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Anxiously waiting for clients to pay overdue invoices is no way to manage a business. Unfortunately, it happens to so many freelancers, consultants, and small business owners. Overdue invoices can leave you short on cash and high on anxiety. The good news is that you can tackle your biggest invoices struggles with two plug-in-play strategies that will build positive client relations from the start.
Depending on your business model, type of service or product, and preference, you can set up your invoice payment terms definitely. The most important thing is that you know how to make an invoice, what to include, and how to ensure that your client pays promptly.
Establishing clear and transparent payment terms from the beginning can help set the right expectations with clients and reduce the likelihood of overdue invoices. When entering into a business relationship, make sure the payment terms are communicated clearly and agreed upon by both parties. These three elements need to be on every invoice:
It’s always better to err on the side of caution and include too much detail in your invoices. This can be especially helpful if a client lets an invoice go unpaid for a long period. You’ll wish that you have the project details in front of you if you are chasing payment six months later.
To avoid late and non-payers every single time, collect payment upfront. You could collect full or partial payment upfront. If the client doesn’t want to pay, the work doesn’t begin. It is as easy as that.
The first step in collecting upfront payment is to make your expectations clear to your clients before the work even begins. Try this with your next new client. When you are approached by your next client set up your payment expectations right off the bat. Qualify your client to make sure that they are a great fit for you and your business.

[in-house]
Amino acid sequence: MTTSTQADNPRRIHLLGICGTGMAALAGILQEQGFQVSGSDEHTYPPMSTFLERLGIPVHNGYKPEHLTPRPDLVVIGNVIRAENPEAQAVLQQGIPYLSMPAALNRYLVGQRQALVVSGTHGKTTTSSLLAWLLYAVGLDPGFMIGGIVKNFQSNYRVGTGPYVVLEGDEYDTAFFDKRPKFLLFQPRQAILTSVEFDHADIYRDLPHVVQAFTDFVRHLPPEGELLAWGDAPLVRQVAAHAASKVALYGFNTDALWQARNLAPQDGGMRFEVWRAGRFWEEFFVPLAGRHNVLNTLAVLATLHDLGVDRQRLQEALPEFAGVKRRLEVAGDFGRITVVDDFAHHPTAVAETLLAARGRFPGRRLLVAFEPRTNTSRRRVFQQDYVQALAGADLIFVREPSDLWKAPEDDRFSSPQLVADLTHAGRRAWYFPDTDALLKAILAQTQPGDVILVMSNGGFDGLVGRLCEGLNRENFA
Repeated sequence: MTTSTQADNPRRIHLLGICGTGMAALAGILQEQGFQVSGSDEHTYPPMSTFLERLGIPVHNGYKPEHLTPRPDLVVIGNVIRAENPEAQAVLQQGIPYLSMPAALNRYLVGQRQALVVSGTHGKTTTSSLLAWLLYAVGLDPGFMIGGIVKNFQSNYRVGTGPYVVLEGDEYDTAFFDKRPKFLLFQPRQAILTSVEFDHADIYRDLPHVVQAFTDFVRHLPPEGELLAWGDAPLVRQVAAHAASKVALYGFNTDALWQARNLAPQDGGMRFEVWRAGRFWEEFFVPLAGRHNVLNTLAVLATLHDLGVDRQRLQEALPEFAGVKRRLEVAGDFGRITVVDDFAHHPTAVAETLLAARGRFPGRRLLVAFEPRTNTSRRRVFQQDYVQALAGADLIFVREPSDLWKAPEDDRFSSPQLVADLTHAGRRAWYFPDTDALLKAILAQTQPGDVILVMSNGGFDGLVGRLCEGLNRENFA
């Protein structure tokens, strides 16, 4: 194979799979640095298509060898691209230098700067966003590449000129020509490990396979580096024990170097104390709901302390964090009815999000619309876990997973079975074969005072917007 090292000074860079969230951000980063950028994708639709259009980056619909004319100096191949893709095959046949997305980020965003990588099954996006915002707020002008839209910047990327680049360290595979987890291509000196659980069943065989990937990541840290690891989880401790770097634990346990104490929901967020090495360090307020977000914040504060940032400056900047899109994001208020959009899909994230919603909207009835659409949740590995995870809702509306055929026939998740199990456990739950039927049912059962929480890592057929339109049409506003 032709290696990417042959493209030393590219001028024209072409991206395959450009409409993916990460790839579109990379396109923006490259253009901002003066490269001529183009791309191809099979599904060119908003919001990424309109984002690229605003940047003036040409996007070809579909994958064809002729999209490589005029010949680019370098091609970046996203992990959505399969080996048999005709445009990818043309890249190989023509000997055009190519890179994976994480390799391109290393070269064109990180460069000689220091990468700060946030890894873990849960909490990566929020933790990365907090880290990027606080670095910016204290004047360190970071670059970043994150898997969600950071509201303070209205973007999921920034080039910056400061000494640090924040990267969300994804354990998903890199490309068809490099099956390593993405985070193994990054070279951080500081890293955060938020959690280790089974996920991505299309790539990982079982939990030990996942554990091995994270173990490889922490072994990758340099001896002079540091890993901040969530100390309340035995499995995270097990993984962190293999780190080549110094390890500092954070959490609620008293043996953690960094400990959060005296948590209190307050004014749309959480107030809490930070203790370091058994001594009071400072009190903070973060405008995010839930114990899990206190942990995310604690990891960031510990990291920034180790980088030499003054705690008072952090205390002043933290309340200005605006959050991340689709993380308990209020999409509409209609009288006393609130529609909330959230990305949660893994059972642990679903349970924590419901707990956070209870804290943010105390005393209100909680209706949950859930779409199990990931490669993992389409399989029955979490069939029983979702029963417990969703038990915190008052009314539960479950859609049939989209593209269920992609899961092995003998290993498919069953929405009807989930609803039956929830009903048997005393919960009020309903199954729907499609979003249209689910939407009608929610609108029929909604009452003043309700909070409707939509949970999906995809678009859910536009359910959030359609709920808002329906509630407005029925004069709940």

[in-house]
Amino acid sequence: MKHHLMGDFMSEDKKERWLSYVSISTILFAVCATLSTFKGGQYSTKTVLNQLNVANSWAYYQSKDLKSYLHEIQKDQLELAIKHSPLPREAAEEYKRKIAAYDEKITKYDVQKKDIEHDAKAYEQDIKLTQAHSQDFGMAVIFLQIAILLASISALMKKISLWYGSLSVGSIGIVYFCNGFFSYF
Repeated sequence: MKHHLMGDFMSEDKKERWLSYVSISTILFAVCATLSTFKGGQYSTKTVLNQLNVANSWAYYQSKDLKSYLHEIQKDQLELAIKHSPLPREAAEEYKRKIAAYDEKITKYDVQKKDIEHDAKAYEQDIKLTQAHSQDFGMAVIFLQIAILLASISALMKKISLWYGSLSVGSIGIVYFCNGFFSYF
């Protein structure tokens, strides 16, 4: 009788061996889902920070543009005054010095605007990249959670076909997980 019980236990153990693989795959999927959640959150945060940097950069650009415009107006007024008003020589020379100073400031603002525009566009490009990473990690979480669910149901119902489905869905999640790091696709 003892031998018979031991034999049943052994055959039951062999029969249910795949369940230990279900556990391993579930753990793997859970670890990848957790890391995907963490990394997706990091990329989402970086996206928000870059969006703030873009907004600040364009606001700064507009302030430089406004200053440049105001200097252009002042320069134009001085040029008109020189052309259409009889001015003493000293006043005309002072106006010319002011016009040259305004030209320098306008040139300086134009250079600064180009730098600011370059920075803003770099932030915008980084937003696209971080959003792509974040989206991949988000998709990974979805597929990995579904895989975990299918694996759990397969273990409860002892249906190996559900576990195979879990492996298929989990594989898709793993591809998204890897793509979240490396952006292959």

This means making sure they are on board with your work expectations, your business needs, and your payment terms. When you are laying out the needs and goals for the project, payment expectations should be included in that discussion. Keeping the conversation open and honest when concerning payment is the easiest way to avoid disputes down the line. Consider asking prospective clients, “Can you presently afford to budget me as an investment in your business?”
Setting up your expectations before you start work is beneficial for several reasons. If your client understands how you work and what you need from them, you’ll avoid confrontation down the line. You’ll in turn have an understanding of their expectations of you. All of this helps you to find the clients you WANT to work with and avoid potential nightmare clients. Perhaps most important though, is knowing that when you set up expectations regarding payment, they won’t be able to flake out on payments or disappear when send your invoice out.